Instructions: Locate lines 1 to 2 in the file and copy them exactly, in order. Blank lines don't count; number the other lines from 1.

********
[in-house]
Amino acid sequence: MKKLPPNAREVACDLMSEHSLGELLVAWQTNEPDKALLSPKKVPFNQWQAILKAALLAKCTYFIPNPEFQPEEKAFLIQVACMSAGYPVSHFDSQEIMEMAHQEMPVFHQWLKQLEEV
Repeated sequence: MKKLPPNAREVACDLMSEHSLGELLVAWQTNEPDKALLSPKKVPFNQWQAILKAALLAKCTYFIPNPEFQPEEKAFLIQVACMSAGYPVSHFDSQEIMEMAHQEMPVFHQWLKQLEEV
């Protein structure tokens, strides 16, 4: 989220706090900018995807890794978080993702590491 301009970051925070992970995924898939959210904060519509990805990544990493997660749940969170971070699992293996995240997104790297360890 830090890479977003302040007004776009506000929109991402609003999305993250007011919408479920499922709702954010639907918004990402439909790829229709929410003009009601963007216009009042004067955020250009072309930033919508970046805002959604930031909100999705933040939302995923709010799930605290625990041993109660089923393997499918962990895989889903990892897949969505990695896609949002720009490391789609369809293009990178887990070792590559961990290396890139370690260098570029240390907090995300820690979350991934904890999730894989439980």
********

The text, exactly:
[in-house]
Amino acid sequence: MKKLPPNAREVACDLMSEHSLGELLVAWQTNEPDKALLSPKKVPFNQWQAILKAALLAKCTYFIPNPEFQPEEKAFLIQVACMSAGYPVSHFDSQEIMEMAHQEMPVFHQWLKQLEEV